Our analysis is based on a partial-equilibrium model. Banks attract deposits from outside investors and provide loans to firms (Figure 2). As an alternative to issuing loans, banks can invest in bonds. Similarly, investors can either invest in bonds or hold cash instead of depositing it with a bank. Allowing investors to hold cash also introduces a hard ZLB on retail deposit rates. The substitutability between loans, deposits and bonds is the channel through which the policy rate affects loan and deposit rates. 

Figure 2


The economy


How Policy Rates Impact Profitability of Banks Ecb.rb210921_1.en_img1
Notes: The different variables (e.g. the deposit rate  or loan return R(L) refer to the model in Heider and Leonello, 2021).



The conceptual framework is centred on an external financing constraint faced by banks as is common in models of the macroeconomy that feature financial frictions.[[size=14]3] Following Holmström and Tirole (1997), the constraint hinges on the banks having incentives not to monitor loans already granted. Loans are risky. They need to be monitored ex post, i.e. after being granted, to reduce the probability of the borrower defaulting. Ex post monitoring is also necessary because depositors would not entrust their funds to the bank otherwise. But it is costly and unobservable to outsiders, so banks with limited liability accrue a private benefit from shirking on monitoring. This implies that only a fraction of the loan return (the “pledgeable return”) can be paid to outside investors as banks need to earn a rent that compensates them for costly monitoring. In order to maximise funding from depositors, banks contribute equity of their own, as this “skin in the game” is a credible signal that the banks’ borrowers are creditworthy.[4][/size]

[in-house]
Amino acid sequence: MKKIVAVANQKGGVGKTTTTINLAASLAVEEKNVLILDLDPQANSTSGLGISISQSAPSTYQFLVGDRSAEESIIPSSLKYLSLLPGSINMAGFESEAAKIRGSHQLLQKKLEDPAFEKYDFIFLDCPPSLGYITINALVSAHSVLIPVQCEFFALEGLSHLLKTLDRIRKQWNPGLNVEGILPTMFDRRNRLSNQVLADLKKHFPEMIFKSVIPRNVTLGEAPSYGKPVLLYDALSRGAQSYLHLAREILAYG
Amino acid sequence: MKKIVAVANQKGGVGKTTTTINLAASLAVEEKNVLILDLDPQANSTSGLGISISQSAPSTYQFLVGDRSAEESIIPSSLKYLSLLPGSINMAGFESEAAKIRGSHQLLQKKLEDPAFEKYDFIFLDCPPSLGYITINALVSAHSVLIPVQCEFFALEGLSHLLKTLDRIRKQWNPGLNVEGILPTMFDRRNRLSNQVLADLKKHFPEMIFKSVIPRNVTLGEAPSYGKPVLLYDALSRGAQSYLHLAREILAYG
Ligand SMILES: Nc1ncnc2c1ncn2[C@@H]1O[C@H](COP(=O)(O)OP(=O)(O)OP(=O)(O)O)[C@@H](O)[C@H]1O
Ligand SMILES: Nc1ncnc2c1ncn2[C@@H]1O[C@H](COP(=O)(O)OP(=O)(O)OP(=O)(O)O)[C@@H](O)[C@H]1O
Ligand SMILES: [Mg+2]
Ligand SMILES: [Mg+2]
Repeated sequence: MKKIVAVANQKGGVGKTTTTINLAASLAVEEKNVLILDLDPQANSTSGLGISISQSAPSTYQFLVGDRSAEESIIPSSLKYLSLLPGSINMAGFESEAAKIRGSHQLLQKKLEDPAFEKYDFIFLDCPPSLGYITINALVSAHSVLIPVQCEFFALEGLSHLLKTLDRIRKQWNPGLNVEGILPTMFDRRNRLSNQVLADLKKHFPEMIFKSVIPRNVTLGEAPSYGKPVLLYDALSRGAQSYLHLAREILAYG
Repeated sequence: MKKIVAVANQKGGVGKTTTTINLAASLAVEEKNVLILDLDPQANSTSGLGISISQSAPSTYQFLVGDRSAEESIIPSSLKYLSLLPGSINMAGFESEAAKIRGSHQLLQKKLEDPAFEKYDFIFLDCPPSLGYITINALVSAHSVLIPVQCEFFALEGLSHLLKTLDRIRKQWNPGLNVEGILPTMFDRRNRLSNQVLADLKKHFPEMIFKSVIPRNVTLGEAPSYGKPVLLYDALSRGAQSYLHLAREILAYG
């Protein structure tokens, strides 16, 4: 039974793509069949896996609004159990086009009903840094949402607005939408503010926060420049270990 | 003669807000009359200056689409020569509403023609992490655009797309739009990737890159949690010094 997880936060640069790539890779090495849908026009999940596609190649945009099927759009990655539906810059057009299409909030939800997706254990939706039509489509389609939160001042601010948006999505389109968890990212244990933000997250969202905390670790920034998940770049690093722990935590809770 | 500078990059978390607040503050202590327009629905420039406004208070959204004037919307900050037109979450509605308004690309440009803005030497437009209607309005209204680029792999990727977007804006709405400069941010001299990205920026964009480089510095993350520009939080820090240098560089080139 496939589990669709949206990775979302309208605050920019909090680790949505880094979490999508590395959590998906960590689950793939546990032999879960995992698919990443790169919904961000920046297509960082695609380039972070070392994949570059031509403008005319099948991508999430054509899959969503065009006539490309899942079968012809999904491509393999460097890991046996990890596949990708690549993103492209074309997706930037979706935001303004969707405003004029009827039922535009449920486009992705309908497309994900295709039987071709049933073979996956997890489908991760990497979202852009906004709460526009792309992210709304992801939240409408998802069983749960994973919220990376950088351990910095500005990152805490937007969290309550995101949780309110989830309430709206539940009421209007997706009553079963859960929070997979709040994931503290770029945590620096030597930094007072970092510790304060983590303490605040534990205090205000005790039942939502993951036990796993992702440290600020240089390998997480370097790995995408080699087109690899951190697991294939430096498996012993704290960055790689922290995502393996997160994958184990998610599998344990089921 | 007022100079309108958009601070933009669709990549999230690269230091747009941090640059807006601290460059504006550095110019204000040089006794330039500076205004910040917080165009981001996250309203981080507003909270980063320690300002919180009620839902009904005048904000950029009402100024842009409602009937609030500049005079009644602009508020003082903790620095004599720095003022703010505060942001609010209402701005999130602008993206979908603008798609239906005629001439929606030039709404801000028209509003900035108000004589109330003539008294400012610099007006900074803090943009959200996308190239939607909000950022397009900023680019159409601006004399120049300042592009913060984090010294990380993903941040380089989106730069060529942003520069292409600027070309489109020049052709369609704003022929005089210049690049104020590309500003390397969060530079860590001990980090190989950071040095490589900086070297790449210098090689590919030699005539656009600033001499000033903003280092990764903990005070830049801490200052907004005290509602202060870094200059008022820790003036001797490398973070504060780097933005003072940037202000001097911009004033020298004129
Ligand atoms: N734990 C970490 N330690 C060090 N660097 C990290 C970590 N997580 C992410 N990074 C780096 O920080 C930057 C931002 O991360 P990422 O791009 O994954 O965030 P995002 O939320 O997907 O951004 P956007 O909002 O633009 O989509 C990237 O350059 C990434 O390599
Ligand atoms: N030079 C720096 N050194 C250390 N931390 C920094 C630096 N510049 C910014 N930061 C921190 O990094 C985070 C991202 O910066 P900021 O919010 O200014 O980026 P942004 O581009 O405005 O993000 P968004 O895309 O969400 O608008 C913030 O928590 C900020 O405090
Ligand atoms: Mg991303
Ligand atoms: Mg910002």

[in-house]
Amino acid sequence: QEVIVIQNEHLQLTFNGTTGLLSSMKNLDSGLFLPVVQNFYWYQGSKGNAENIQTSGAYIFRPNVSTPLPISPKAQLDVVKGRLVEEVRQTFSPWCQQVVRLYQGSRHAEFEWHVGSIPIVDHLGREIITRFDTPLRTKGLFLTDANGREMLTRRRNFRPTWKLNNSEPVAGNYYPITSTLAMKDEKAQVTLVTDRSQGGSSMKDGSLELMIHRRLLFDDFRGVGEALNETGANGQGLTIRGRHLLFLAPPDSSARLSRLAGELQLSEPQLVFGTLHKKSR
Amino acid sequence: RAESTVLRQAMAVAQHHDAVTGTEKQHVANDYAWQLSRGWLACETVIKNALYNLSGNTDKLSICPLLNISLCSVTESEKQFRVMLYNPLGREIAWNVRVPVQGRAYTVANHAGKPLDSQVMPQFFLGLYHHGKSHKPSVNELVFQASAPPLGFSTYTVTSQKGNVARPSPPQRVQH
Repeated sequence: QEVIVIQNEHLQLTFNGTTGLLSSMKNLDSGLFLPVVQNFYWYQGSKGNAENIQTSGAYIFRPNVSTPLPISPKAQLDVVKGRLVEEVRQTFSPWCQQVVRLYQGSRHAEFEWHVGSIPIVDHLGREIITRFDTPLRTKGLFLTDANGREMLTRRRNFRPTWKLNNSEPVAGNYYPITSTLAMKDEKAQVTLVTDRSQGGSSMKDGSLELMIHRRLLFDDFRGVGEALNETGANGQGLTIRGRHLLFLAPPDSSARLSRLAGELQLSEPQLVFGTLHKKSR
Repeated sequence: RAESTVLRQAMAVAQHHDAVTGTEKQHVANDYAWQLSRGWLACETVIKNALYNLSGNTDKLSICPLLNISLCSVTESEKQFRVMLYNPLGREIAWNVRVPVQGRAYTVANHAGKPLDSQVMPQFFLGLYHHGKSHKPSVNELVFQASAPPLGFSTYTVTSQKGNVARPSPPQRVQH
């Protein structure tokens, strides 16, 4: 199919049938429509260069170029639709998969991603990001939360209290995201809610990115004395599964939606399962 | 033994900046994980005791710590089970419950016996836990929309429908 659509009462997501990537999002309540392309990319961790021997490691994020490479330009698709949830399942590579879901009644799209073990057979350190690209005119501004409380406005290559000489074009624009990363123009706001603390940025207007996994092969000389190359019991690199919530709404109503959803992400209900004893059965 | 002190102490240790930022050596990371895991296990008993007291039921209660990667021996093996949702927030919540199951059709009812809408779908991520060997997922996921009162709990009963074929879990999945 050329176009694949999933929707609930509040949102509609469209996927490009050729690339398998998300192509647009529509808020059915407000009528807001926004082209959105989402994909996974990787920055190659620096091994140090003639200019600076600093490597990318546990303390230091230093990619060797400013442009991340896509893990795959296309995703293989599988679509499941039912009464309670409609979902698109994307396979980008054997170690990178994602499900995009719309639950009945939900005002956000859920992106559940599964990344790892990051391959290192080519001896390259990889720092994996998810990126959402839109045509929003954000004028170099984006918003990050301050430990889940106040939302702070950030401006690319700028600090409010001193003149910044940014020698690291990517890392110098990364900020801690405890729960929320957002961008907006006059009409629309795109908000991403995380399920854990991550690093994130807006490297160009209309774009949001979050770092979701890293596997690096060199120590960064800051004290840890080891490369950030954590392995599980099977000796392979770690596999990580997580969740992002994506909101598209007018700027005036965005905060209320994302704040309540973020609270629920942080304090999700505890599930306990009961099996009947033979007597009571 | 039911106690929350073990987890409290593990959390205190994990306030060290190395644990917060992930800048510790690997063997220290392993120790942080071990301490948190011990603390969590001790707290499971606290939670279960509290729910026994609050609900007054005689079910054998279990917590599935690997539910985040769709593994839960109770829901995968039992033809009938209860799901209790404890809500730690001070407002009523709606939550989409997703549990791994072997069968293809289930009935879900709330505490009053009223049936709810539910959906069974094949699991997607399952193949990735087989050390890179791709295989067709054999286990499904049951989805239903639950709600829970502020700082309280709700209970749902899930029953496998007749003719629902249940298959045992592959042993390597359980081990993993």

To analyse bank risk-taking, we add an ex ante screening problem to the ex post monitoring problem. By investing time and money in screening borrowers carefully ex ante, i.e. before lending to them, banks can select better borrowers and increase the probability of loans being repaid. Banks therefore take more risks when they reduce their screening effort. Outside investors are in fact willing to invest in banks that screen less, if they receive a higher return on their investment.


Reversal and risk-taking

In our framework, a policy rate cut affects bank lending through the external financing constraint. This characterises how much credit banks can supply given their equity. Its exact measure, i.e. bank leverage, is determined by an “equity multiplier”, which depends directly on deposit and loan rates. A reduction in the deposit rate increases the equity multiplier, thus allowing banks to expand credit. By contrast, a lower loan rate translates into a lower pledgeable return, thus decreasing the equity multiplier and making it more difficult for banks to raise external funds. 


Reversal occurs when a cut in the monetary policy rate reduces lending instead of increasing it (Brunnermeier and Koby, 2018). Reversal happens when the positive effect of a rate cut on lending via lower deposit rates is weak compared to the negative effect via lower loan rates (Figure 3).